First a few stats—this year's group comes from 18 states and serves as executive directors, board members, volunteers and in one case a newbie to preservation having only been introduced to the field six months ago. After a rigorous application process they finally arrive ready to share and ready to jump right in and become official participants in what we call “Preservation Boot Camp.”

Rachael, a native of Portland, exclaimed that she “is so psyched about being here. It is so great to be with a group of people and it is nice to work on a project that is outside the norm and you are able to concentrate on developing your own skills while simultaneously hearing about other people's passions as well as about different resources across the country.”

... Read More →

The National Trust for Historic Preservation works to save America's historic places. Join us today to help protect the places that matter to you.

National Trust for Historic Preservation

National Trust for Historic Preservation

The National Trust for Historic Preservation, a privately funded non-profit organization, works to save America's historic places.

Charles Stevens Dilbeck: The Tulsa Homes (exposed!)

Posted on: June 24th, 2008 by National Trust for Historic Preservation 1 Comment

 

Dilbeck designed homeDon’t miss this opportunity to discover the delightful works of Charles Stevens Dilbeck. Led by John Brooks Walton, a local architect, artist, and author, we traveled through a number of Tulsa’s residential neighborhoods. It seems as though Tulsa is peppered with the cozy, playful works of Dilbeck. By the end of the day I was pointing out homes I thought were “Dilbecks” in the hopes of being let into this fan club.

Dilbeck residential detailDilbeck moved to Tulsa as a child and some would say the he was a child prodigy of the architectural kind. By the age of 10 he was assisting his father by drafting plans for building projects. Incredibly by 11 Dilbeck had designed the Baptist Church and supervised its building. By the age of 15 Dilbeck was hired by a local lumber yard where he drew plans and made alterations to client’s projects and at 16 he was recruited by a competitor to head the architectural department. Already quite established (this is where I kind of started having a complex!)

Dilbeck decided to study architecture and attended Oklahoma Agricultural and Mechanical College (now Oklahoma State University). After 2 years he dropped out to start his own practice. Who can blame him? It seems as though he was already on a brilliant path. During the next three or fours years Dilbeck was busy designing homes for some of Tulsa’s wealthiest. The crash of ’29 impacted his business here in Tulsa, so Dilbeck moved on to Dallas where he spent the remainder of his career.

Dilbeck - one my favorites!John has great stories and anecdotes to share about Dilbeck and his works. Be sure to ask about the “tented house” and the "free" crinkle brick. I will let you in on a little secret – John lives in a Dilbeck and is graciously opening it up for this session. So be sure you sign up for this session. By the end I am sure that you will have picked a favorite one, or two, or maybe three… I have!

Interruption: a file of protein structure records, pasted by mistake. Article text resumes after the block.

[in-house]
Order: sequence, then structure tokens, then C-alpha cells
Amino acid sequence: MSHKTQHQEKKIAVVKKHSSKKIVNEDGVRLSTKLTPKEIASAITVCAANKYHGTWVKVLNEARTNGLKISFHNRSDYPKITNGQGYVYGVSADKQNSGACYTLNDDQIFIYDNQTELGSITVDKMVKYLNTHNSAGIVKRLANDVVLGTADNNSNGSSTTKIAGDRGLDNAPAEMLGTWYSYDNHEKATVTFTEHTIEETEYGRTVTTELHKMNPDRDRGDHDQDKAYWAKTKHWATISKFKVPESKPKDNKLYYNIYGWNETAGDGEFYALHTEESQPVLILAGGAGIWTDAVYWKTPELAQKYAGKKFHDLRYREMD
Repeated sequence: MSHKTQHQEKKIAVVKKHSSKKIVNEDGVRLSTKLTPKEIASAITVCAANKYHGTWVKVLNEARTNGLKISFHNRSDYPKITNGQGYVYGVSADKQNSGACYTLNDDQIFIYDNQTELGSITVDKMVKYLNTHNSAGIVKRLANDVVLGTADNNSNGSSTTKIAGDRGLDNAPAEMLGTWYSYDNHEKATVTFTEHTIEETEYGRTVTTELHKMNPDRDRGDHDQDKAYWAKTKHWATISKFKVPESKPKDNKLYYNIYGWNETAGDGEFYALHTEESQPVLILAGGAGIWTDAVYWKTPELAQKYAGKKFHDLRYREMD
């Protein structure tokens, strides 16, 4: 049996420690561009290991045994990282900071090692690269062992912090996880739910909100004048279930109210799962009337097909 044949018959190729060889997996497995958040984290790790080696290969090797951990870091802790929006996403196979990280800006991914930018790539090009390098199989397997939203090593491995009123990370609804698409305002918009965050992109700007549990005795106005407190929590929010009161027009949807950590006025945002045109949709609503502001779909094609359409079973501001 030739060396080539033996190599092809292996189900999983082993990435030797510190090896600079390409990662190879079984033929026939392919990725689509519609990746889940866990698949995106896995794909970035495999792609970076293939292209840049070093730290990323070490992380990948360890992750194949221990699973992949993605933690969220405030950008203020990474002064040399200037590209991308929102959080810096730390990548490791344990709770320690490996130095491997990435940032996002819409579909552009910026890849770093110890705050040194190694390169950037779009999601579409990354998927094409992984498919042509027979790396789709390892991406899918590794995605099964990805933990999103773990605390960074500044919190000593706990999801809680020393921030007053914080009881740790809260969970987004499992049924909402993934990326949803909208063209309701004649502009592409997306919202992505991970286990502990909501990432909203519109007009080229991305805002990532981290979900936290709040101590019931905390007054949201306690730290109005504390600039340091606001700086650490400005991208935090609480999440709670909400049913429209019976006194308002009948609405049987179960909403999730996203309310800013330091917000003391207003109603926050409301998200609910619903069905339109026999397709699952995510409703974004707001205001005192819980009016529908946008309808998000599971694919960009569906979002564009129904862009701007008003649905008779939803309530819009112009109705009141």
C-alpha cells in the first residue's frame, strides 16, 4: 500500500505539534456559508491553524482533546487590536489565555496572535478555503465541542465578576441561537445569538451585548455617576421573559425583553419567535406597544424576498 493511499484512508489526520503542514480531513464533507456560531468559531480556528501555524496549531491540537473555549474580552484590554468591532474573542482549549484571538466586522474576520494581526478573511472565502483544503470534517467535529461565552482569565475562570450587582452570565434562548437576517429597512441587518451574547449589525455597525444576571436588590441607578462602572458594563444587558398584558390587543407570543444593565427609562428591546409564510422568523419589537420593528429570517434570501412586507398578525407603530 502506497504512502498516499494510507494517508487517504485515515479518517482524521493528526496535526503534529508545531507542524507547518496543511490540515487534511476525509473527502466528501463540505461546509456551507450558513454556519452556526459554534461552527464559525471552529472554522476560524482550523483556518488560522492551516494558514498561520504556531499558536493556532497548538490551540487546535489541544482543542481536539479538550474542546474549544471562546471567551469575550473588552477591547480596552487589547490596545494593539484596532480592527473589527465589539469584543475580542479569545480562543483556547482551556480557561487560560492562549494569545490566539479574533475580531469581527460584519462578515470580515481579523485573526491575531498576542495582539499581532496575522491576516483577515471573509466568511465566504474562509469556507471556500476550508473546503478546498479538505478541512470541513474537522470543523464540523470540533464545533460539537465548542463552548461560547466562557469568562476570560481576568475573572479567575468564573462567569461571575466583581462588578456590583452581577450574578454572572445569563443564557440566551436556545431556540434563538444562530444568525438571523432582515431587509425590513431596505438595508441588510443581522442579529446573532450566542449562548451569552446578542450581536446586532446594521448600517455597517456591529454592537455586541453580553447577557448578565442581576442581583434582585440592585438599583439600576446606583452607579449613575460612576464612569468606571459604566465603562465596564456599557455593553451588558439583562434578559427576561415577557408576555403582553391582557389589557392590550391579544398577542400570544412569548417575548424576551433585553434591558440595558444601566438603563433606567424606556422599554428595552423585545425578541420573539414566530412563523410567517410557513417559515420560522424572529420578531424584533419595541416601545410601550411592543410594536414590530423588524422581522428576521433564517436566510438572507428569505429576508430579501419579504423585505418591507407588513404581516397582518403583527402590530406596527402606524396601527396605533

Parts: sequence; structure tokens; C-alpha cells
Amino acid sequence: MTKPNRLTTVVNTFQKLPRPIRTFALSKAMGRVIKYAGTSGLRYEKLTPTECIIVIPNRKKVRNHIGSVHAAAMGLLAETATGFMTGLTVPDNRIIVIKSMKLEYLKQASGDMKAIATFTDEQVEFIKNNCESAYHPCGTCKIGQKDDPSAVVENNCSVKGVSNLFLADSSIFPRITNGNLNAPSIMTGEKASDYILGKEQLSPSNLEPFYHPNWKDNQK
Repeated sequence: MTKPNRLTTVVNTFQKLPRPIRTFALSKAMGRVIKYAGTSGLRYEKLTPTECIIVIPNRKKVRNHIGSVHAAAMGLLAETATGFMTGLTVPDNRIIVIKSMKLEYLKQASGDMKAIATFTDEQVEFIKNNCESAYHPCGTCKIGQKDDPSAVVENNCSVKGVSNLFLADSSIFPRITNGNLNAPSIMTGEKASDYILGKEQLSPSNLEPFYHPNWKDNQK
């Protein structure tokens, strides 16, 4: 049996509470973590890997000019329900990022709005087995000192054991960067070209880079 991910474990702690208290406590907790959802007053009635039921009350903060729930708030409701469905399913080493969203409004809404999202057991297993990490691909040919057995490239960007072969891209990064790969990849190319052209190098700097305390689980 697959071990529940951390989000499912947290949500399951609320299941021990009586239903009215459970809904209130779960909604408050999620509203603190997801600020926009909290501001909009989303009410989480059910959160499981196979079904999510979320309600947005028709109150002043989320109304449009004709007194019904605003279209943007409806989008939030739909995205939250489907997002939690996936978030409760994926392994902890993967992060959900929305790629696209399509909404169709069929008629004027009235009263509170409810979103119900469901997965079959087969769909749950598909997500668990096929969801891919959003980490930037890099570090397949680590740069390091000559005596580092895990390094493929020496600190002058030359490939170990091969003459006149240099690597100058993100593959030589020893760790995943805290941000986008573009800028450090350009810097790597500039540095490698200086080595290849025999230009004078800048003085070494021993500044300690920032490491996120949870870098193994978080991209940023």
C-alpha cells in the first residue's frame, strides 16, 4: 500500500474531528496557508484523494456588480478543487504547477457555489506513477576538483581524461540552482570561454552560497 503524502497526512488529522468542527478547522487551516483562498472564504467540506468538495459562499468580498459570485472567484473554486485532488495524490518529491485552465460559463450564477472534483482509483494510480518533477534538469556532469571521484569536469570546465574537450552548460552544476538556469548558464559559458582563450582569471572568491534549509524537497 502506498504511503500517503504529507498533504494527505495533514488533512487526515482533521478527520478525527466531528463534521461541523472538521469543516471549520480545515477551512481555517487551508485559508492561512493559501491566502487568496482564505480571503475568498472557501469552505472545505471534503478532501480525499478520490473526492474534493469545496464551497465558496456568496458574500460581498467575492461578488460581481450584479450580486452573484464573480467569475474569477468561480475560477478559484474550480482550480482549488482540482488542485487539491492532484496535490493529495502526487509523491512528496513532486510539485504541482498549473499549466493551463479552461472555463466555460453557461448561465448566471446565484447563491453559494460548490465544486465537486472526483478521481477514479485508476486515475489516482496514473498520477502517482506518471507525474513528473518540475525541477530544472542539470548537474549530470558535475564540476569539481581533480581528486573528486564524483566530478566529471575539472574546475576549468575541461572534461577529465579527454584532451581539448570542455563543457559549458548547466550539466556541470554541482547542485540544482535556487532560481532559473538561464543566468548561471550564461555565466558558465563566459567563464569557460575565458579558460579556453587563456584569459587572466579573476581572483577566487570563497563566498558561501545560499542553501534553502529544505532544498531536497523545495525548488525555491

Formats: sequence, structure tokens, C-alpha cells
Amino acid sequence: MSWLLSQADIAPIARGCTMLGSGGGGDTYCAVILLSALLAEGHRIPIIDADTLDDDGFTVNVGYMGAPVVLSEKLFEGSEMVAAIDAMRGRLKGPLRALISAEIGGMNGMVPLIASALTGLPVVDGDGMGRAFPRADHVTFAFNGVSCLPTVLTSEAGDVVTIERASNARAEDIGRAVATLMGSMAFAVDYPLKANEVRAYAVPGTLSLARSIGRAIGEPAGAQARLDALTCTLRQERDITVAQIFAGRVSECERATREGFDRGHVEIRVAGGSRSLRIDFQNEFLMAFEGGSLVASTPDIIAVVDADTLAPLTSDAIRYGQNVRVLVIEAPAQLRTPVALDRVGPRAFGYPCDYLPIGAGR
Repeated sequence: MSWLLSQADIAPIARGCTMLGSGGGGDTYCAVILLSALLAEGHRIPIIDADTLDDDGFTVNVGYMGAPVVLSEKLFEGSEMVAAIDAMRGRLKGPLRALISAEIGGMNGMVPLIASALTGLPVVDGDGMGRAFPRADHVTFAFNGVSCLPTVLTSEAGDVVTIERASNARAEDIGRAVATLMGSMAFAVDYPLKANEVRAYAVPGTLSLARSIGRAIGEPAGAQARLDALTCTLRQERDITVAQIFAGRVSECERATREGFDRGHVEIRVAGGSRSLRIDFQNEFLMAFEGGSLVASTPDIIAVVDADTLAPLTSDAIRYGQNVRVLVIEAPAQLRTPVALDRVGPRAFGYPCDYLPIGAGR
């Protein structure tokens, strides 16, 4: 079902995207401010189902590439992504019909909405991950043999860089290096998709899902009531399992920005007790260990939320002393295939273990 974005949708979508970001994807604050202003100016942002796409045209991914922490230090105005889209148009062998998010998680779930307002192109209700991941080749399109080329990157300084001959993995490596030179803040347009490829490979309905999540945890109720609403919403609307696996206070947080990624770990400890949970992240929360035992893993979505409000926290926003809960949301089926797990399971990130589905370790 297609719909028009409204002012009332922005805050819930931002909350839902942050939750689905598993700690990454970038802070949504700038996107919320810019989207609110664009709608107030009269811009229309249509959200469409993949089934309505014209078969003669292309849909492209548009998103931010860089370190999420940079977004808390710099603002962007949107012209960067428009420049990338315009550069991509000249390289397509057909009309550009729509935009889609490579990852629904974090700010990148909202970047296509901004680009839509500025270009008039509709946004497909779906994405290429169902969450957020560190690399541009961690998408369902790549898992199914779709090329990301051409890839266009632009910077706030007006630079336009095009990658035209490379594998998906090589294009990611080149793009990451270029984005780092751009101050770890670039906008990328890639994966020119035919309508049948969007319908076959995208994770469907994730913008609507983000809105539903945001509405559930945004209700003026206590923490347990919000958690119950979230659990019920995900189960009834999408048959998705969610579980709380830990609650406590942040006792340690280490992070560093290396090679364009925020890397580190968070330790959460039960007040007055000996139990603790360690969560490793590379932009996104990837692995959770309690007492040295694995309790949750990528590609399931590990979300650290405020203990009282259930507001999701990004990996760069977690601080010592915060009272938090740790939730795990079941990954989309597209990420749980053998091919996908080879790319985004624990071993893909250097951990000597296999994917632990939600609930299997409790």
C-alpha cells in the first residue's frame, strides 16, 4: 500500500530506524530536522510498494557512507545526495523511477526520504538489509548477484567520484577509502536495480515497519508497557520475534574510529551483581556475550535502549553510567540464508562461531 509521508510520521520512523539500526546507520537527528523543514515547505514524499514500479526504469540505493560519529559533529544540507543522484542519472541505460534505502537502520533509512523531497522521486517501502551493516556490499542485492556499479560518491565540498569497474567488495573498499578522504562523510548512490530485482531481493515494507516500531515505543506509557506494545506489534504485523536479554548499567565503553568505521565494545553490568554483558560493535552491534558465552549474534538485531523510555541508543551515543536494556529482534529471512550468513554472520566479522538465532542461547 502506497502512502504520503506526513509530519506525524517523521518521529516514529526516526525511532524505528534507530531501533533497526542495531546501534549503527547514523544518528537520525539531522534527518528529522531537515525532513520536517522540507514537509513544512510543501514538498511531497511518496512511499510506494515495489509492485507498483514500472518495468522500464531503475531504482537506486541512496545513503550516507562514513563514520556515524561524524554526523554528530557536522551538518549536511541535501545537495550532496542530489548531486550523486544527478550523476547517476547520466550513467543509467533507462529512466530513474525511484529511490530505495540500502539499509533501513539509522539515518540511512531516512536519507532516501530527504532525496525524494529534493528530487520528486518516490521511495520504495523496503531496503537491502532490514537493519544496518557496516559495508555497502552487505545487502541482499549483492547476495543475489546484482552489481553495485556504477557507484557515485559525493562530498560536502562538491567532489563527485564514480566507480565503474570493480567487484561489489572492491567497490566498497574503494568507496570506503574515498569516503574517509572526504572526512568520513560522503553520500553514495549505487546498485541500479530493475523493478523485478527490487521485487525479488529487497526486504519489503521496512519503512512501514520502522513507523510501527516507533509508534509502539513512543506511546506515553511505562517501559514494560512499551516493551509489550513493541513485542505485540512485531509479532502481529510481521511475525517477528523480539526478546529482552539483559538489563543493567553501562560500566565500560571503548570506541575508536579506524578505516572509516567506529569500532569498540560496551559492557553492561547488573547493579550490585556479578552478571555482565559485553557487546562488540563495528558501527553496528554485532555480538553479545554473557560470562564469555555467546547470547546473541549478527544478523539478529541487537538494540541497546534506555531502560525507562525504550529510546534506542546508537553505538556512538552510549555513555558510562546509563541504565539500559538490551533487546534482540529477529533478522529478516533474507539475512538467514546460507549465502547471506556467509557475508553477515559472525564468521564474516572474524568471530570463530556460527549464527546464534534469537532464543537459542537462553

The National Trust for Historic Preservation works to save America's historic places. Join us today to help protect the places that matter to you.

National Trust for Historic Preservation

National Trust for Historic Preservation

The National Trust for Historic Preservation, a privately funded non-profit organization, works to save America's historic places.

Preserving Modernism in a Green World

Posted on: June 24th, 2008 by Barbara Campagna

 

The National Building Museum is sponsoring a panel, Monday, June 30, 2008 at 6:30 pm on the intersection of Modern Heritage and Sustainability as part of its Modern Architecture series. They are offering the member rate ($12) for all National Trust staff and members. 

AIA Headquarters, Washington, DCLearn about when preservation and sustainability meet--or don't meet--in the preservation of buildings of the modern era.  These structures tend to pose significant environmental challenges for those who are interested in preserving them for their significance, yet also want them to achieve better energy efficiency.  Using the AIA’s 21st Century Workplace as a case study, panelists will consider whether new technologies and renovation strategies provide a plausible future for these often unloved buildings from the recent past.

Moderator:
Vernon Mays, Editor-at-Large, Architect magazine

Panelists:
Barbara A. Campagna, AIA, LEED® AP, Graham Gund Architect of the National Trust

Christopher Davis, LEED® AP, Assoc. AIA, LEED Certification Coordinator,
U.S. Green Building Council

James A. Gatsch, FAIA, Managing Director, 21st Century Workplace,
American Institute of Architects       

      
Abram Goodrich, Associate Principal, STUDIOS Architecture  

The National Trust for Historic Preservation works to save America's historic places. Join us today to help protect the places that matter to you.

Barbara Campagna

Barbara A. Campagna, FAIA, LEED AP BD+C was formerly the Graham Gund Architect of the National Trust in the Stewardship of Historic Sites office. She is currently a sustainability consultant to the National Trust and can be reached at bcampagna@bcampagna.com.